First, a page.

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Lancet Infect Dis. 2015 May;15(5):544-51. doi: 10.1016/S1473-3099(15)70058-7. Epub 2015 Mar 10.

Burden of tuberculosis at post mortem in inpatients at a tertiary referral centre in sub-Saharan Africa: a prospective descriptive autopsy study.

Author information

1
Department of Infection, Division of Infection and Immunity, University College London, London, UK; University of Zambia and University College London Medical School Research and Training Project, University Teaching Hospital, Lusaka, Zambia.
2
Department of Pathology and Microbiology, University Teaching Hospital, Lusaka, Zambia.
3
University of Zambia and University College London Medical School Research and Training Project, University Teaching Hospital, Lusaka, Zambia.
4
National Tuberculosis Control Programme, Ministry of Community Development, Maternal and Child Health, Lusaka, Zambia.
5
Division of Infectious Diseases and Tropical Medicine, Medical Centre of the University of Munich, Munich, Germany.
6
Therapeutic Immunology, Department of Laboratory Medicine, Department of Microbiology, and Department of Tumour and Cell Biology, Karolinska Institute, Stockholm, Sweden.
7
Department of Infection, Division of Infection and Immunity, University College London, London, UK; University of Zambia and University College London Medical School Research and Training Project, University Teaching Hospital, Lusaka, Zambia; National Institute for Health Research Biomedical Research Centre, University College London Hospitals, London, UK. Electronic address: a.zumla@ucl.ac.uk.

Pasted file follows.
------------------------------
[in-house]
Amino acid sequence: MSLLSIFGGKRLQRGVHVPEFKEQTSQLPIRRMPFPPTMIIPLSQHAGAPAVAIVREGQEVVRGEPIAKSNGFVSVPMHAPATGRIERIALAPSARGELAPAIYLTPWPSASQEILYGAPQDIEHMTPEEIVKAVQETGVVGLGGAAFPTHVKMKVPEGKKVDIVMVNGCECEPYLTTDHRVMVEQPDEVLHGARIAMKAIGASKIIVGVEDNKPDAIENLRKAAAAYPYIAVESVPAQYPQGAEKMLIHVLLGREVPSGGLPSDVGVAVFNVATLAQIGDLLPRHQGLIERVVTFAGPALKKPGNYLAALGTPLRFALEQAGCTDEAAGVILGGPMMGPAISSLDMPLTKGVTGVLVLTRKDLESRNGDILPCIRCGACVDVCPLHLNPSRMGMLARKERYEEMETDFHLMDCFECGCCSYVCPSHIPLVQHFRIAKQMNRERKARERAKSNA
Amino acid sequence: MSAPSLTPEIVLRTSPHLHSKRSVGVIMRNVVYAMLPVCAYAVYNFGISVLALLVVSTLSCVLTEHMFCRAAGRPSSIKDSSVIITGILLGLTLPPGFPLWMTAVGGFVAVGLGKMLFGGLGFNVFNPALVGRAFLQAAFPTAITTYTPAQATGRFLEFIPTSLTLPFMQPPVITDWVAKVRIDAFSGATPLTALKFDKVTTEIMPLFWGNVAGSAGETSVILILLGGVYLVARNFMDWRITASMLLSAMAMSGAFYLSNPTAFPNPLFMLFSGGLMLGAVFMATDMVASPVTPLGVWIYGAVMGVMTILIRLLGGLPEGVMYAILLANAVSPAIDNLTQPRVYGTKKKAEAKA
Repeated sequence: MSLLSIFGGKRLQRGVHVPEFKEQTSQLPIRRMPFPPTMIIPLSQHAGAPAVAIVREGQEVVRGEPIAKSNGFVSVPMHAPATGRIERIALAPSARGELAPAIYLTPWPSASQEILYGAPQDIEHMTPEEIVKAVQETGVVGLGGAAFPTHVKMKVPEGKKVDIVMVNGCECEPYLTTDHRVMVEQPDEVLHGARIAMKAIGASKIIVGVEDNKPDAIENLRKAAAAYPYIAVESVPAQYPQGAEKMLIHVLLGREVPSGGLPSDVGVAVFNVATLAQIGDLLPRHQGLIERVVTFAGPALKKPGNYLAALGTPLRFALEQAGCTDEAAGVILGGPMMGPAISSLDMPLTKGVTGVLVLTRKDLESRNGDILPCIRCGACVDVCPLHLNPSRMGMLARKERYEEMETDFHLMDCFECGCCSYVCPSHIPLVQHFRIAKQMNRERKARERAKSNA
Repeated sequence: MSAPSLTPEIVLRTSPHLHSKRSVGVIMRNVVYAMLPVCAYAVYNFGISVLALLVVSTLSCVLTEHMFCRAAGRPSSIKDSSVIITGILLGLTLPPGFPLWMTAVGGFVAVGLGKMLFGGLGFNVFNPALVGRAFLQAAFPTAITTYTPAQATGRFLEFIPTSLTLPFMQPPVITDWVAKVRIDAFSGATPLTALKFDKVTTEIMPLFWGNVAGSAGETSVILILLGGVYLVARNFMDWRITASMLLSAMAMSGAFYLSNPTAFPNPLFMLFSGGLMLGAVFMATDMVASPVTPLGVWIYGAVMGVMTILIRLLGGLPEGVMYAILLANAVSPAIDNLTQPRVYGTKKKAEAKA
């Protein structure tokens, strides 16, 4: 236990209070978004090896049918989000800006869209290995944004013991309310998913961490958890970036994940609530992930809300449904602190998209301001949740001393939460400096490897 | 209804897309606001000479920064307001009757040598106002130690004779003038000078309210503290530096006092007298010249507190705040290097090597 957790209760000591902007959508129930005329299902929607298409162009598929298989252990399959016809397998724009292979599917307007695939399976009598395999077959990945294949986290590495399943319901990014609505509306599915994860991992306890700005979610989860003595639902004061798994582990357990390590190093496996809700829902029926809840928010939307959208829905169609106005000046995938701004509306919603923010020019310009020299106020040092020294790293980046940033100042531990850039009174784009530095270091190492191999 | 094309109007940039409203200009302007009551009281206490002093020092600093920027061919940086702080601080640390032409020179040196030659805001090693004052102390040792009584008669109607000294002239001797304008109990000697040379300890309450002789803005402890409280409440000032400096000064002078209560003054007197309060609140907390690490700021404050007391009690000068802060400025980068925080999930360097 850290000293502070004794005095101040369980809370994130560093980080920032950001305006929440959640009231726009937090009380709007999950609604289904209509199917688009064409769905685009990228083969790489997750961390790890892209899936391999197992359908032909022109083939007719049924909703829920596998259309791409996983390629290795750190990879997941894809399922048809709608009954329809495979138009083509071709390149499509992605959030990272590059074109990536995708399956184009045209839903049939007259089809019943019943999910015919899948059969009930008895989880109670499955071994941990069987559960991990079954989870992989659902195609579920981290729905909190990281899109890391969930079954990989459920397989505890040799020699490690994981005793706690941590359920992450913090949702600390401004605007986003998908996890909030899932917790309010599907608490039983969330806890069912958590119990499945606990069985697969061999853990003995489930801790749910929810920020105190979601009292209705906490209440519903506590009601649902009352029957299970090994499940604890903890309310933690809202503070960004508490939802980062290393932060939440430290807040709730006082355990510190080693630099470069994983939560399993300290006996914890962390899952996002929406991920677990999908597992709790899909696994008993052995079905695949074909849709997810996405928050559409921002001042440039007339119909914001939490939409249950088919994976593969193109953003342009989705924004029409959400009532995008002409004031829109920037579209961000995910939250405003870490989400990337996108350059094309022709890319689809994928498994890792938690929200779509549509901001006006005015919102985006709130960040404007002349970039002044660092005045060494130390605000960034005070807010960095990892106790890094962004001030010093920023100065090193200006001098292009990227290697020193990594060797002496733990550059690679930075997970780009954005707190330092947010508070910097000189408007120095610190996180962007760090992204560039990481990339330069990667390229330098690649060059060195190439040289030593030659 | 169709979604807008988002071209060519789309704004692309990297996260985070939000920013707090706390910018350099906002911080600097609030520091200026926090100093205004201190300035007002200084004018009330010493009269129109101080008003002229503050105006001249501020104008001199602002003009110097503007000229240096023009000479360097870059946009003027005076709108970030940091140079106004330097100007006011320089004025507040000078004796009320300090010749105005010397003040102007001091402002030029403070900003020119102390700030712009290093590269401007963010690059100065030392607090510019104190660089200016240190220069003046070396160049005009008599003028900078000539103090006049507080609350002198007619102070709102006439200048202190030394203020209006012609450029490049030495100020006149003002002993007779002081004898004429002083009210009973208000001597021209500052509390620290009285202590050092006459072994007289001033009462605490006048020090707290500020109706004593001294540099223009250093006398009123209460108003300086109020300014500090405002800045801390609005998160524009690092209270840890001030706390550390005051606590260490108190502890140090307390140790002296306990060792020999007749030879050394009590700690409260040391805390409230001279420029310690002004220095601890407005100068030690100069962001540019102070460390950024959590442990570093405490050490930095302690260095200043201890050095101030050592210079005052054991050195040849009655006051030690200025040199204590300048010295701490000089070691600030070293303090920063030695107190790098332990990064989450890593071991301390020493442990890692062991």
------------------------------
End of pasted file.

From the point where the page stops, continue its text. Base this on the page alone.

Abstract

BACKGROUND:

Patients with subclinical tuberculosis, smear-negative tuberculosis, extrapulmonary tuberculosis, multidrug-resistant tuberculosis, and asymptomatic tuberculosis are difficult to diagnose and may be missed at all points of health care. We did an autopsy study to ascertain the burden of tuberculosis at post mortem in medical inpatients at a tertiary care hospital in Lusaka, Zambia.

METHODS:

Between April 5, 2012, and May 22, 2013, we did whole-body autopsies on inpatients aged at least 16 years who died in the adult inpatient wards at University Teaching Hospital, Lusaka, Zambia. We did gross pathological and histopathological analysis and processed lung tissues from patients with tuberculosis through the GeneXpert MTB/RIF assay to identify patients with multidrug-resistant tuberculosis. The primary outcome measure was specific disease or diseases stratified by HIV status. Secondary outcomes were missed tuberculosis, multidrug-resistant tuberculosis, and comorbidities with tuberculosis. Data were analysed using Pearson χ(2), the Mann-Whitney U test, and binary logistic regression.

FINDINGS:

The median age of the 125 included patients was 35 years (IQR 29-43), 80 (64%) were men, and 101 (81%) were HIV positive. 78 (62%) patients had tuberculosis, of whom 66 (85%) were infected with HIV. 35 (45%) of these 78 patients had extrapulmonary tuberculosis. The risk of extrapulmonary tuberculosis was higher among HIV-infected patients than among uninfected patients (adjusted odds ratio 5·14, 95% CI 1·04-24·5; p=0·045). 20 (26%) of 78 patients with tuberculosis were not diagnosed during their life and 13 (17%) had undiagnosed multidrug-resistant tuberculosis. Common comorbidities with tuberculosis were pyogenic pneumonia in 26 patients (33%) and anaemia in 15 (19%).

INTERPRETATION:

Increased clinical awareness and more proactive screening for tuberculosis and multidrug-resistant tuberculosis in inpatient settings is needed. Further autopsy studies are needed to ascertain the generalisability of the findings.

FUNDING:

UBS Optimus Foundation, EuropeAID, and European Developing Countries Clinical Trials Partnership (EDCTP).

Comment in

PMID:
25765217
DOI:
10.1016/S1473-3099(15)70058-7
[Indexed for MEDLINE]

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